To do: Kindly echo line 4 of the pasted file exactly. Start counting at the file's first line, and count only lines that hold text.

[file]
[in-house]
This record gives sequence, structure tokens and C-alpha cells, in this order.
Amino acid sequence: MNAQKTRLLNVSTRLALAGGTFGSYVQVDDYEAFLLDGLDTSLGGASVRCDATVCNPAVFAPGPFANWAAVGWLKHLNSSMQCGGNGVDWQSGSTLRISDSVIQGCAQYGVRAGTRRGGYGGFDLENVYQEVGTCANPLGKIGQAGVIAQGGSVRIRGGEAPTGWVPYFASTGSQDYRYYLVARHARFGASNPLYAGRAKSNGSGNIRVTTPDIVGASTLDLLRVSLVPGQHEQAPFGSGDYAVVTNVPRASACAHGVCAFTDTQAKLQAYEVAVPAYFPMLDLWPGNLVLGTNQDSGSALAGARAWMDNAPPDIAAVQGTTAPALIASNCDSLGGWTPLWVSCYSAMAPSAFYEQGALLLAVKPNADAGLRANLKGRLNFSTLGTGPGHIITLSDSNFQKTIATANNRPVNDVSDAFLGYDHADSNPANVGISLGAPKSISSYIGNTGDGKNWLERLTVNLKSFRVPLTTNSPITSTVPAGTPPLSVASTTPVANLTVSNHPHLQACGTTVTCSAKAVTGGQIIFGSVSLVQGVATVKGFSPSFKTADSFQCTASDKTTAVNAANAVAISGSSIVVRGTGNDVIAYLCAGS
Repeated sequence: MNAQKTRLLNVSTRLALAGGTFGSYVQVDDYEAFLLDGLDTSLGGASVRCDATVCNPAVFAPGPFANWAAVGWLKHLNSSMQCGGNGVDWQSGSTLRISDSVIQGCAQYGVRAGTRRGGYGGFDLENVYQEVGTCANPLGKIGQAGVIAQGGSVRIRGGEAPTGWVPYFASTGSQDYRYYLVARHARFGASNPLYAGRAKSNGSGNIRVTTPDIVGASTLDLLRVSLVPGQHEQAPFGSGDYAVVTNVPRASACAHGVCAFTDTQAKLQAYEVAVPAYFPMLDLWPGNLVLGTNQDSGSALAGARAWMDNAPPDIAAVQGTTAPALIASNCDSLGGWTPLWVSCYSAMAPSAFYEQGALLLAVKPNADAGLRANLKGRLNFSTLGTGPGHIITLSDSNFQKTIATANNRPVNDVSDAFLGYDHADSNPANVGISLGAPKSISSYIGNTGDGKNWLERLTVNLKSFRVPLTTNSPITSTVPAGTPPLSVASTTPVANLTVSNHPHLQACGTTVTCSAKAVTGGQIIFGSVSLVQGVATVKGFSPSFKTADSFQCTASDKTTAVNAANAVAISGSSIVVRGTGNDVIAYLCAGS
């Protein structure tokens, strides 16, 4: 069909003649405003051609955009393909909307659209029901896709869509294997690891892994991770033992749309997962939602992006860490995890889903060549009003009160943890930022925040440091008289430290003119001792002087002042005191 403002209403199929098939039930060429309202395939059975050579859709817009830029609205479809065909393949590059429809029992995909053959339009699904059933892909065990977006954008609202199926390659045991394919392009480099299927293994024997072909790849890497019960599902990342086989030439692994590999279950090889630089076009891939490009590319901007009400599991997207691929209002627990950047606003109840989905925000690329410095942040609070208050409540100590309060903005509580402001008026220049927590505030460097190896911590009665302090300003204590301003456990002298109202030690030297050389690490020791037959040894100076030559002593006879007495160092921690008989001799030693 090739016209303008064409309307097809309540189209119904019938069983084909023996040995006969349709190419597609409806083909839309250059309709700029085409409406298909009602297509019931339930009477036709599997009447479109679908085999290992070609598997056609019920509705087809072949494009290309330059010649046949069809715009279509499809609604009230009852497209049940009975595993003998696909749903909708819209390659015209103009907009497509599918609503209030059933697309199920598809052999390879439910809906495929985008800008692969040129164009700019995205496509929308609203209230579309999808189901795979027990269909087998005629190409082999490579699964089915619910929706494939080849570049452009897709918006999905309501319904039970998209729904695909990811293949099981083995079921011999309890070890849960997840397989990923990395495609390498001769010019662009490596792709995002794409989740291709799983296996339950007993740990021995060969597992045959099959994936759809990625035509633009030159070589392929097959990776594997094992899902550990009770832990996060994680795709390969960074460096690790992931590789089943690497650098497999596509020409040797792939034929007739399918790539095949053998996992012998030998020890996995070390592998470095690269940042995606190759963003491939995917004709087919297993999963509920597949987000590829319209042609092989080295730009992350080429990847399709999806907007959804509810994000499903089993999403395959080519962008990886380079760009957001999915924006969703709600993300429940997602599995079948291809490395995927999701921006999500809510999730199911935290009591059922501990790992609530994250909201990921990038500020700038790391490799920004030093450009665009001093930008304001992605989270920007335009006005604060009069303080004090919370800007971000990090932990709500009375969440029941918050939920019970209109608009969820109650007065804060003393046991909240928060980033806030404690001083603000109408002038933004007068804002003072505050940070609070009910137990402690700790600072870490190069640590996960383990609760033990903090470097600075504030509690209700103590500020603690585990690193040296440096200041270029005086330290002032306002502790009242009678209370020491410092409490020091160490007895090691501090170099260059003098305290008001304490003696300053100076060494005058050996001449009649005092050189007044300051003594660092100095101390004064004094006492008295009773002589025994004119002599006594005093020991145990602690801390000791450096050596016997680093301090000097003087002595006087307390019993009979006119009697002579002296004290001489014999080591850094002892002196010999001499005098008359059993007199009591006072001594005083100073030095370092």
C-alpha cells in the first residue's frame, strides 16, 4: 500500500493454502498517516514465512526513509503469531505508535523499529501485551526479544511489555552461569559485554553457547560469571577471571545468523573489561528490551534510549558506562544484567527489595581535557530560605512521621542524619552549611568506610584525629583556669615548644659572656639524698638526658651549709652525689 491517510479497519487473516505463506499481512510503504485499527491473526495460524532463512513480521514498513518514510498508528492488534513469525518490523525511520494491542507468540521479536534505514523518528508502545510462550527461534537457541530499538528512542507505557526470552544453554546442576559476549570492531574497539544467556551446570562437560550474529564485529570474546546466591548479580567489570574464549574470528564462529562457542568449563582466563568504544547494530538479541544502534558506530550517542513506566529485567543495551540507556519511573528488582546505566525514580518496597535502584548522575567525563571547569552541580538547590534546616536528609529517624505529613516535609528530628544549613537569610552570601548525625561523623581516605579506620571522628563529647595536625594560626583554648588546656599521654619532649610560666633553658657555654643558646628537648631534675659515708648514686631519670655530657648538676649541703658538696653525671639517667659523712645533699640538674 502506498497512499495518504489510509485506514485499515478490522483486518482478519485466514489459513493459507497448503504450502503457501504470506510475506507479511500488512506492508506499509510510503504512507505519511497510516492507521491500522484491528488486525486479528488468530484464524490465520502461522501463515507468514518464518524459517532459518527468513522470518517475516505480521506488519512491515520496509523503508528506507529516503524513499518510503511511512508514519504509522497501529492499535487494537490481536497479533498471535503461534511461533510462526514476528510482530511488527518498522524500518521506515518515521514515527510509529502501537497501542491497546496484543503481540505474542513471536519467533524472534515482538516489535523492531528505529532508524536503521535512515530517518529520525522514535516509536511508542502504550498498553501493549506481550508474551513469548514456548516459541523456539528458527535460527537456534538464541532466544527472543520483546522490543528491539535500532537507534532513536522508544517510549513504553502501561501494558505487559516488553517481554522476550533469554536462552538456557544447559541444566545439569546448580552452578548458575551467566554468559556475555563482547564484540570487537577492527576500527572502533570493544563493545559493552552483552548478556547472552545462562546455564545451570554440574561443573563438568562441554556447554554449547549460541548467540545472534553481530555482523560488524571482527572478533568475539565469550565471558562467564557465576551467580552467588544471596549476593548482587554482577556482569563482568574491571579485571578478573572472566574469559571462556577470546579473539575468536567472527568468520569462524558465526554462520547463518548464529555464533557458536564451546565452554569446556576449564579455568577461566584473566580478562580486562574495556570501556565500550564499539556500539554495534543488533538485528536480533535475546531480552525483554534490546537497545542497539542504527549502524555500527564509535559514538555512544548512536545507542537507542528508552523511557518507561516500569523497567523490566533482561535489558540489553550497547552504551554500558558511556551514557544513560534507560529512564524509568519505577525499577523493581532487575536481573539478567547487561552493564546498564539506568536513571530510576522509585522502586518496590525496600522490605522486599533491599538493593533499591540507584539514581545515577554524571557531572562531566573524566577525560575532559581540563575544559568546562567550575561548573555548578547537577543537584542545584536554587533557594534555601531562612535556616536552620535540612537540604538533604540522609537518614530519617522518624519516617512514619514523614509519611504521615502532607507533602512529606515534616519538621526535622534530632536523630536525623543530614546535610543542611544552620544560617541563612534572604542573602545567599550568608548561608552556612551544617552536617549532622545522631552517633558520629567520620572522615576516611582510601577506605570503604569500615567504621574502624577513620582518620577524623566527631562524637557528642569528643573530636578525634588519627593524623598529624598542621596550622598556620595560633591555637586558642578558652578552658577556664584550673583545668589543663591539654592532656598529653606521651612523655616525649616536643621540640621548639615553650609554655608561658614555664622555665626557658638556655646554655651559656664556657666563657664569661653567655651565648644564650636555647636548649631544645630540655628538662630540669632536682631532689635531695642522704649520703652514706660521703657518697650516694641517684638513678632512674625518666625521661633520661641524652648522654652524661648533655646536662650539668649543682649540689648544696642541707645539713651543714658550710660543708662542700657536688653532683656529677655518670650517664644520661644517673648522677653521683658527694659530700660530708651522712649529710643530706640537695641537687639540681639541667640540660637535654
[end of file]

Repeated sequence: MNAQKTRLLNVSTRLALAGGTFGSYVQVDDYEAFLLDGLDTSLGGASVRCDATVCNPAVFAPGPFANWAAVGWLKHLNSSMQCGGNGVDWQSGSTLRISDSVIQGCAQYGVRAGTRRGGYGGFDLENVYQEVGTCANPLGKIGQAGVIAQGGSVRIRGGEAPTGWVPYFASTGSQDYRYYLVARHARFGASNPLYAGRAKSNGSGNIRVTTPDIVGASTLDLLRVSLVPGQHEQAPFGSGDYAVVTNVPRASACAHGVCAFTDTQAKLQAYEVAVPAYFPMLDLWPGNLVLGTNQDSGSALAGARAWMDNAPPDIAAVQGTTAPALIASNCDSLGGWTPLWVSCYSAMAPSAFYEQGALLLAVKPNADAGLRANLKGRLNFSTLGTGPGHIITLSDSNFQKTIATANNRPVNDVSDAFLGYDHADSNPANVGISLGAPKSISSYIGNTGDGKNWLERLTVNLKSFRVPLTTNSPITSTVPAGTPPLSVASTTPVANLTVSNHPHLQACGTTVTCSAKAVTGGQIIFGSVSLVQGVATVKGFSPSFKTADSFQCTASDKTTAVNAANAVAISGSSIVVRGTGNDVIAYLCAGS